We were saddened to hear of the recent death of Ashie Brebner, pioneer of Scottish adventure tourism and the bothy movement, and builder of the Secret Howff.
Roger Smith recently reviewed Ashie’s memoir, Beyond the Secret Howff, for The Great Outdoors magazine, calling it a “delightful book” that “will stand as testament to the life of a man who is only now achieving the recognition he has earned”. His full review is reproduced here. 

Ashie Brebner – christened Allister but always known by his nickname – was one of the generation who lifted mountaineering from an elite sport practised by gentlemen to a pastime for everyone. Starting in the 1950s, using cheap ex-Army gear and travelling mainly by public transport, Ashie and his Aberdeen contemporaries forged many new routes in the Cairngorms.
They also, through using abandoned estate buildings with or without permission, laid the ground for the development of the bothy network that is so familiar to us today. Ashie and his mates went further. Seeking a base in the eastern Cairngorms where they could leave equipment to save carrying it in every weekend, but aware that this was unlikely to gain the approval of the landowner, they built what is still known as the Secret Howff.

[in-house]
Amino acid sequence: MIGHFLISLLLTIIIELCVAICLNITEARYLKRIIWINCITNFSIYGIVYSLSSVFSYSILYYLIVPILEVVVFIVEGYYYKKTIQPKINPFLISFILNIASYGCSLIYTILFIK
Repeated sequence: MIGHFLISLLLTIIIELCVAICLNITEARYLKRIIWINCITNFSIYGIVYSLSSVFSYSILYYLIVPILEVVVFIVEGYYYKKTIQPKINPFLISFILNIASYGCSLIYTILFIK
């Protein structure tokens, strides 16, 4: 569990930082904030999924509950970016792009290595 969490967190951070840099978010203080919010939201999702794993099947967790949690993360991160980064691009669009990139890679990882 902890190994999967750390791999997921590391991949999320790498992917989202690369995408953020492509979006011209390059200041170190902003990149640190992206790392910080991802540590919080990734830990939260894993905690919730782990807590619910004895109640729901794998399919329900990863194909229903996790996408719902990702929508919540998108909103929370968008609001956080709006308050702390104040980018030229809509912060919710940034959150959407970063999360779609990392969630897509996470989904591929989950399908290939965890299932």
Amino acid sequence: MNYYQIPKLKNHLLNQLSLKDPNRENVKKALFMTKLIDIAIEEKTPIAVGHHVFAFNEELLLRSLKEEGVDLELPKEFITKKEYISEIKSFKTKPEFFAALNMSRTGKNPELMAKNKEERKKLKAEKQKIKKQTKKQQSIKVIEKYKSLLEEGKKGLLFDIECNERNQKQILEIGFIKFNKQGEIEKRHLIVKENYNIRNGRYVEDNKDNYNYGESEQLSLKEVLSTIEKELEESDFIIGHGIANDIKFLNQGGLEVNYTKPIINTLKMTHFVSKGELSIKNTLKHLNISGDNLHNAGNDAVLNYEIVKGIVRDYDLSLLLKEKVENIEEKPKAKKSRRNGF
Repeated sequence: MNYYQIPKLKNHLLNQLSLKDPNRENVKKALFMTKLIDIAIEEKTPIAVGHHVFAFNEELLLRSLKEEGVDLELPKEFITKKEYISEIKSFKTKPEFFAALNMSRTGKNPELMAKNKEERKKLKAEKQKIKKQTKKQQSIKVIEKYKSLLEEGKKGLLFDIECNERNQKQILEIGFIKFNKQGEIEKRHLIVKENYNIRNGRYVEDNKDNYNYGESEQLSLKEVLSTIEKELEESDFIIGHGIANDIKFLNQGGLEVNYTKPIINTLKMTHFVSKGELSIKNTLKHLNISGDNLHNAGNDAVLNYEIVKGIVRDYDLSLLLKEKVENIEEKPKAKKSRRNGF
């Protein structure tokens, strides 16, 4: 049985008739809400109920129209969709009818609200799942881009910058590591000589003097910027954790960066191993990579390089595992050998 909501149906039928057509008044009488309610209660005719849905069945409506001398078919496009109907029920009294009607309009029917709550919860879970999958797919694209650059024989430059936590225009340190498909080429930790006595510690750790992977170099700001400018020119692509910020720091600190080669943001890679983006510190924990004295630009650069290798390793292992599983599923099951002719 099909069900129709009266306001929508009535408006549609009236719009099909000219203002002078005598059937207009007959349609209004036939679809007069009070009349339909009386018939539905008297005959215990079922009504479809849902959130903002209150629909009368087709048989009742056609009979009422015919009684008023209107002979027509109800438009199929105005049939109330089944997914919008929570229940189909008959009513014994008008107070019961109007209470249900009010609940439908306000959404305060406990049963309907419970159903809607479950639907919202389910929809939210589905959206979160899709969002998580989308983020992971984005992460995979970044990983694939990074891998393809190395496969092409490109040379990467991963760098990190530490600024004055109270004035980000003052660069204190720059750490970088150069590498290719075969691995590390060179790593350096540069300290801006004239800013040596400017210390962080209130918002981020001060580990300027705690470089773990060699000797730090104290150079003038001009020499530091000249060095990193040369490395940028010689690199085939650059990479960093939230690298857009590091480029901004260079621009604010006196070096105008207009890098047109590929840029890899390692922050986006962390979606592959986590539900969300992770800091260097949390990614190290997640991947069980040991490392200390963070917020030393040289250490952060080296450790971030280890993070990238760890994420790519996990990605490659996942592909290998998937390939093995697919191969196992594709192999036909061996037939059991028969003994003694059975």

Ashie describes finding the perfect location for the howff and how it was set up with those in the know sworn to secrecy. At the end of this delightful book, Ashie and his son go back to look for it. Expecting to find a ruin, they are amazed to find the howff still in regular use and well maintained. Moreover, the secret of its location has been preserved through generations of climbers and is still only known to a few.
But the book is not just bothies, howffs and hair-raising tales of early climbs. It also tells how Ashie, desperate to escape from a humdrum job in the city, took the hugely risky step of starting the first wildlife safari company in Scotland. With his brother-in-law, Ashie put everything into this venture and was rewarded – eventually – with success, though there were many moments when it looked as if their efforts to achieve the impossible would founder.
Ashie tells his story simply and with clarity. Many will identify with his successes and failures, though the latter is an inappropriate word for someone who consistently pushed back the boundaries of wildlife tourism, of climbing – and of course of the art of finding and building the perfect Secret Howff. It is a tale which deserves to be told, and will stand as testament to the life of a man who is only now achieving the recognition he has earned.
Ashie Brebner’s Beyond the Secret Howff is published by Luath. 
After this review was published in The Great Outdoors, Ashie emailed the magazine, telling us: ‘I liked your magazine very much but discovered it gave me a severe case of nostalgia. I have spent almost 70 years on the hills and still live among them. Reading some of the articles, I think “Oh yes, must get up there again sometime.’ Then realize I am almost 83. Ah well, I suppose it comes to us all.”